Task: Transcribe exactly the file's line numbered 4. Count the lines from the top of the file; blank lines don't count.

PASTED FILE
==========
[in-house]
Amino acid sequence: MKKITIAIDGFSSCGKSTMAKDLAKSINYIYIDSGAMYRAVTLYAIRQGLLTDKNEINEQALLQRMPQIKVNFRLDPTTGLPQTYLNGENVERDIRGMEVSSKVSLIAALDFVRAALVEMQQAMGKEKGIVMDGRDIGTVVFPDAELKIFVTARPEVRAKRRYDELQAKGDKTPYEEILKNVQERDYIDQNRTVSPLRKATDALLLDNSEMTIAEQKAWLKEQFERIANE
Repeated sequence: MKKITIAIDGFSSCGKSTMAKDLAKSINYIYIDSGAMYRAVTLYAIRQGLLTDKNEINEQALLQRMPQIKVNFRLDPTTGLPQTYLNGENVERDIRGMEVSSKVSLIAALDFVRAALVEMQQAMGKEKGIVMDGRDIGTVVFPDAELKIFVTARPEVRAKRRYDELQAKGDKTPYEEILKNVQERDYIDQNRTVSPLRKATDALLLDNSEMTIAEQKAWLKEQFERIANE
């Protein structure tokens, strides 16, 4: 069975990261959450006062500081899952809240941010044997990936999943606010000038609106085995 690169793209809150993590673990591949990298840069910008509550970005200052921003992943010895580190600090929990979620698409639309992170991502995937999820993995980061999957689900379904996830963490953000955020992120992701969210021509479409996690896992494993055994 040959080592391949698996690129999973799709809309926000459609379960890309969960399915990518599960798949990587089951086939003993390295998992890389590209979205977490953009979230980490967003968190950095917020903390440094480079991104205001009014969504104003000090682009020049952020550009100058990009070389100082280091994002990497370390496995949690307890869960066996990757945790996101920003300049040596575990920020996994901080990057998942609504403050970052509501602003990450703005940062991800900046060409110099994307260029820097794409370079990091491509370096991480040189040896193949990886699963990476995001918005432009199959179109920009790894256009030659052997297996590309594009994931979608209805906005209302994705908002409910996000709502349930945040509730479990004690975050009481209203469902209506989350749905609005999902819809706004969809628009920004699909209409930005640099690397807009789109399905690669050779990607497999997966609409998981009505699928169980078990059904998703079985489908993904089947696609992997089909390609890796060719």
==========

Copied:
């Protein structure tokens, strides 16, 4: 069975990261959450006062500081899952809240941010044997990936999943606010000038609106085995 690169793209809150993590673990591949990298840069910008509550970005200052921003992943010895580190600090929990979620698409639309992170991502995937999820993995980061999957689900379904996830963490953000955020992120992701969210021509479409996690896992494993055994 040959080592391949698996690129999973799709809309926000459609379960890309969960399915990518599960798949990587089951086939003993390295998992890389590209979205977490953009979230980490967003968190950095917020903390440094480079991104205001009014969504104003000090682009020049952020550009100058990009070389100082280091994002990497370390496995949690307890869960066996990757945790996101920003300049040596575990920020996994901080990057998942609504403050970052509501602003990450703005940062991800900046060409110099994307260029820097794409370079990091491509370096991480040189040896193949990886699963990476995001918005432009199959179109920009790894256009030659052997297996590309594009994931979608209805906005209302994705908002409910996000709502349930945040509730479990004690975050009481209203469902209506989350749905609005999902819809706004969809628009920004699909209409930005640099690397807009789109399905690669050779990607497999997966609409998981009505699928169980078990059904998703079985489908993904089947696609992997089909390609890796060719």